The ortholog analysis resulted in 1,958 proteins that are orthologs between Pgt 21-0 and Pgt Ug99. These orthologs were found to interact with 83,340 host proteins, involved in 21,901,125 interactions (referred to as “common subnetwork” throughout the analysis). For the subsequent functional analysis, the interactions from ortholog analysis were taken into consideration.
Highly Connected Protein Hubs
The host-pathogen protein-protein interaction network represents the functional clustering of the interacting proteins, which allows in-depth understanding of a specific protein with respect to the proteins in its surrounding (Wachi et al., 2005; Jonsson and Bates, 2006). The identification of the protein function helps gaining the knowledge of the disease infection mechanism by providing information about various biological processes and molecular mechanisms (Kuzmanov and Emili, 2013). In our study, the proteins hubs were determined from common subnetwork using the metric “node degree.” The average degree of host and pathogen proteins was found to be 263 and 11,185, respectively (Supplementary Material 2, Sheets 1, 2). The pathogen proteins have higher degree in comparison to host proteins, which is in-line with the host-pathogen protein ratio obtained by the researchers in the past (Li et al., 2012; Kurubanjerdjit et al., 2013). The top 20 protein hubs for each host and pathogen have been discussed below.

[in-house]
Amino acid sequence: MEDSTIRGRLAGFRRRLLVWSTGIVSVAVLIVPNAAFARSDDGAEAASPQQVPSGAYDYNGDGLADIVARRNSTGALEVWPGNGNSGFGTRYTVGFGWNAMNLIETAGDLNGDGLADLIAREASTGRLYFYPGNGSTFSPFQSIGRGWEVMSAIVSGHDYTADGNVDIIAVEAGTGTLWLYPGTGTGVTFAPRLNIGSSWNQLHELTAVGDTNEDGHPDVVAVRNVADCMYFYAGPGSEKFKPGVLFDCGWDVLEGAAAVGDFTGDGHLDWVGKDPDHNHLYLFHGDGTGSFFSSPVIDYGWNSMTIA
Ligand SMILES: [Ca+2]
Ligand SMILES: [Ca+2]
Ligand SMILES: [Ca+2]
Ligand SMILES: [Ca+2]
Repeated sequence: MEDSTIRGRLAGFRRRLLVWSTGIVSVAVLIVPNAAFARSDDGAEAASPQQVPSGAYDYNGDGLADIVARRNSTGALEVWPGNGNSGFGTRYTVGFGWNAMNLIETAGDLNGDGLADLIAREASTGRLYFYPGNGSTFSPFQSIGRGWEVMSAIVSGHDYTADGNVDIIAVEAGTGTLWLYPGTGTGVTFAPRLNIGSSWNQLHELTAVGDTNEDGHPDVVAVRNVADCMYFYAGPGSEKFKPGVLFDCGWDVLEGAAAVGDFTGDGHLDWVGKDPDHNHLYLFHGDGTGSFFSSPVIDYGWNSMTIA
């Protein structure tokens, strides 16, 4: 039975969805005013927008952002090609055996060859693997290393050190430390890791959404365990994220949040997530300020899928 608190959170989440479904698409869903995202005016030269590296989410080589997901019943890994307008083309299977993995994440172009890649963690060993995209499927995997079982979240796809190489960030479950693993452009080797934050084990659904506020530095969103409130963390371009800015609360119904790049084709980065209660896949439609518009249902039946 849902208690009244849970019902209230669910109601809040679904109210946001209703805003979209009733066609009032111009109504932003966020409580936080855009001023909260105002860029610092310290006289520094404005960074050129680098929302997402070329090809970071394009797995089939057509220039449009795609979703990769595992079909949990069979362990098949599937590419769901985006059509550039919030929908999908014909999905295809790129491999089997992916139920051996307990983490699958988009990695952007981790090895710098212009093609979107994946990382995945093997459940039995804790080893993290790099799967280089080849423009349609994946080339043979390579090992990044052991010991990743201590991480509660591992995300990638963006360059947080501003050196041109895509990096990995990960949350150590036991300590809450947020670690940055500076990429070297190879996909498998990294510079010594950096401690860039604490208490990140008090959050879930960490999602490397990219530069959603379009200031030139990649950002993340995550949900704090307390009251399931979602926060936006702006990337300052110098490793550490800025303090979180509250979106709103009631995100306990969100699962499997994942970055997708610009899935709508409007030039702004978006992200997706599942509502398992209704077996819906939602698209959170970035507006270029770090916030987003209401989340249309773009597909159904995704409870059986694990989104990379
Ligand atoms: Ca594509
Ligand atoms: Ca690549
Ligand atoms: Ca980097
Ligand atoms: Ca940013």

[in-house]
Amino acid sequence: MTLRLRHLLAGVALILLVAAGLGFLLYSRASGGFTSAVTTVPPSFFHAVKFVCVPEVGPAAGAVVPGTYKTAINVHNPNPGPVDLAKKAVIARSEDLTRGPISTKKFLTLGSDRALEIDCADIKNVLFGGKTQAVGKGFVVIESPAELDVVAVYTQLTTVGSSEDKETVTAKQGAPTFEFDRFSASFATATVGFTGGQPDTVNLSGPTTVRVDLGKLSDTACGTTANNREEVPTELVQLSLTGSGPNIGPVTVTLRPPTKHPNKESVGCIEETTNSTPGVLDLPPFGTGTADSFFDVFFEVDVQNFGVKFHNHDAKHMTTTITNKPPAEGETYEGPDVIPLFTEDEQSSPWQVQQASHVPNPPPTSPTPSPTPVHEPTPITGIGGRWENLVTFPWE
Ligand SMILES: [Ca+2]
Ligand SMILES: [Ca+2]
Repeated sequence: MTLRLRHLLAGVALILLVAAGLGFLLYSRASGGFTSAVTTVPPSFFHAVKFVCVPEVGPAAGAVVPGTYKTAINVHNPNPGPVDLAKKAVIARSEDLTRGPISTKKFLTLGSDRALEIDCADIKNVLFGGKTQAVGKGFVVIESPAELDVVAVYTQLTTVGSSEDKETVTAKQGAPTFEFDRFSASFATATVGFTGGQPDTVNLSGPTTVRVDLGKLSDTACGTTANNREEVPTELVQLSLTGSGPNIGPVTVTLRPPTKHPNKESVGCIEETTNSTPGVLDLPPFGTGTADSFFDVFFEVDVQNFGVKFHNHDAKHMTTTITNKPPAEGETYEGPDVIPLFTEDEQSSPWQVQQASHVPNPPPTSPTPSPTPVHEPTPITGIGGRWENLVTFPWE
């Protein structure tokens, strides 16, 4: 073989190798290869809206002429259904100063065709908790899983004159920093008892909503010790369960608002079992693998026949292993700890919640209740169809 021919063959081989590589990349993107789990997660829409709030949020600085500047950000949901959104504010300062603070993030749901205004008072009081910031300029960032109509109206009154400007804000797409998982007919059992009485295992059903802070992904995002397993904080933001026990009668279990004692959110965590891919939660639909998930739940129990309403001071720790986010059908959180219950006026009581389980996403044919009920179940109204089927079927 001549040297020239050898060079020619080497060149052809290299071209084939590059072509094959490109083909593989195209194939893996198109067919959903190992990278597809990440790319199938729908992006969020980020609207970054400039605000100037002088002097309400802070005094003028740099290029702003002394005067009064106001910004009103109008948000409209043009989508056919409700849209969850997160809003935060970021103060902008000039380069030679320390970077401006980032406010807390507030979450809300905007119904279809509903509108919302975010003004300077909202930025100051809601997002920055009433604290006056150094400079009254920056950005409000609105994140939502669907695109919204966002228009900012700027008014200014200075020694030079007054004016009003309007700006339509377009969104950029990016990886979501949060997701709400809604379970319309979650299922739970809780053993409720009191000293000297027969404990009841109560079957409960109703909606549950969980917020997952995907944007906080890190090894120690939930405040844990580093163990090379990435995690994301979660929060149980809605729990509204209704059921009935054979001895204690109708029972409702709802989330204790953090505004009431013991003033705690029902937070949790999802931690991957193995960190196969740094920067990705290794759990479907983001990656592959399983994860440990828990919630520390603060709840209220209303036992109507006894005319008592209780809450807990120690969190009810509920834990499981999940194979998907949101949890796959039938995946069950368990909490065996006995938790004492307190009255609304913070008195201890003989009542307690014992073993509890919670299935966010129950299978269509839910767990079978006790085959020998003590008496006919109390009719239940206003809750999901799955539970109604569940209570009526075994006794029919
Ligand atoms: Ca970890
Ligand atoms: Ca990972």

Triticum aestivum Protein Hubs